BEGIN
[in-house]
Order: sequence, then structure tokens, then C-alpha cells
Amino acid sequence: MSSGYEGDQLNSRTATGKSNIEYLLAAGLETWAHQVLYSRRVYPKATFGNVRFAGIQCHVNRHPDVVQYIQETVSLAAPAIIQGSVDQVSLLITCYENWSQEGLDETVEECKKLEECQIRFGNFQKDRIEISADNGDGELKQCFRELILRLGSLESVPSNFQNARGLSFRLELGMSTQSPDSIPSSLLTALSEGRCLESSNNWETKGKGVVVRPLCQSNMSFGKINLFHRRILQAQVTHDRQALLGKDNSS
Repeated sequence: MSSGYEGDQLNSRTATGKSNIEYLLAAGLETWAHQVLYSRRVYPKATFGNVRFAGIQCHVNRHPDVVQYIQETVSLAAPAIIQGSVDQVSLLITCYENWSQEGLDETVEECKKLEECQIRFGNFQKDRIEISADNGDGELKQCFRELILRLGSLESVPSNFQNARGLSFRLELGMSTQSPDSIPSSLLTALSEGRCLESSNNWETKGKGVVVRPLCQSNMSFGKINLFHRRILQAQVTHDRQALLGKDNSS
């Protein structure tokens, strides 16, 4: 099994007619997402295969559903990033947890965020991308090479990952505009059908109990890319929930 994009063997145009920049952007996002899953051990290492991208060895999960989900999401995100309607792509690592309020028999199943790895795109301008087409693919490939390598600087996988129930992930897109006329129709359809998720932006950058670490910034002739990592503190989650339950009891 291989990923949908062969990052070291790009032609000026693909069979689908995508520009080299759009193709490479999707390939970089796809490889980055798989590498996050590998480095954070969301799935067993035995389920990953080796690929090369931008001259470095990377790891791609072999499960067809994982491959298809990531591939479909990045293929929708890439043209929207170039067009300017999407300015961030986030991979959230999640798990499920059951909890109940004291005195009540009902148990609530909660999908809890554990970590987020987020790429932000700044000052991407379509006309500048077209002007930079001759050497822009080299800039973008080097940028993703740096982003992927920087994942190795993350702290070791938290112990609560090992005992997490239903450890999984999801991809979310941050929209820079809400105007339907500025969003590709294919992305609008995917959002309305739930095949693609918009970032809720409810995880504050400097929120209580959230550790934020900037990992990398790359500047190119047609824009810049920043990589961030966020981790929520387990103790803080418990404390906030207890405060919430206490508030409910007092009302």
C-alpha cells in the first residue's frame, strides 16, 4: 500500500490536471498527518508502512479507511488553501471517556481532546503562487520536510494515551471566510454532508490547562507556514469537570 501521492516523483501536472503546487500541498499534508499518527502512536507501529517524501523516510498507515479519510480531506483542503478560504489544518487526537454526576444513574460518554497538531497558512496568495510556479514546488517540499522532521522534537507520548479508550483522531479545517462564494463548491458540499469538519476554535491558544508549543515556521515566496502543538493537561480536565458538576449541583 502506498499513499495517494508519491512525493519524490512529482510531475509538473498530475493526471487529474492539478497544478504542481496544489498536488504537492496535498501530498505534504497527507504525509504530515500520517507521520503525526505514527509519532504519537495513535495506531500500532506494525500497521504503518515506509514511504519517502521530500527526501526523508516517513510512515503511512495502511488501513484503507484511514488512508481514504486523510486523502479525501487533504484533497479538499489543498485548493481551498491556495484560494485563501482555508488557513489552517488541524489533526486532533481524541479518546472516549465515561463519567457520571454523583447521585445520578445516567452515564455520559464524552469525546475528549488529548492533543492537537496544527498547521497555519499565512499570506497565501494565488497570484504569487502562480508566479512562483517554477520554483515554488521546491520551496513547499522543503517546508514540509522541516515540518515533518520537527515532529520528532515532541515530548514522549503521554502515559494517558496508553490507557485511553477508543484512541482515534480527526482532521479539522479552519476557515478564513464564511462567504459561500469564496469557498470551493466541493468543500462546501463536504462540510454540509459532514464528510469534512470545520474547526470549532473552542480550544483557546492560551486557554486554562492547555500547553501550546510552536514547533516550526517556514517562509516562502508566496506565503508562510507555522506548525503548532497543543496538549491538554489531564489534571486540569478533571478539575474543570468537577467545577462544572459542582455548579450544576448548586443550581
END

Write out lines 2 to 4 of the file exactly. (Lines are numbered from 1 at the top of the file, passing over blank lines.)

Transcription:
Order: sequence, then structure tokens, then C-alpha cells
Amino acid sequence: MSSGYEGDQLNSRTATGKSNIEYLLAAGLETWAHQVLYSRRVYPKATFGNVRFAGIQCHVNRHPDVVQYIQETVSLAAPAIIQGSVDQVSLLITCYENWSQEGLDETVEECKKLEECQIRFGNFQKDRIEISADNGDGELKQCFRELILRLGSLESVPSNFQNARGLSFRLELGMSTQSPDSIPSSLLTALSEGRCLESSNNWETKGKGVVVRPLCQSNMSFGKINLFHRRILQAQVTHDRQALLGKDNSS
Repeated sequence: MSSGYEGDQLNSRTATGKSNIEYLLAAGLETWAHQVLYSRRVYPKATFGNVRFAGIQCHVNRHPDVVQYIQETVSLAAPAIIQGSVDQVSLLITCYENWSQEGLDETVEECKKLEECQIRFGNFQKDRIEISADNGDGELKQCFRELILRLGSLESVPSNFQNARGLSFRLELGMSTQSPDSIPSSLLTALSEGRCLESSNNWETKGKGVVVRPLCQSNMSFGKINLFHRRILQAQVTHDRQALLGKDNSS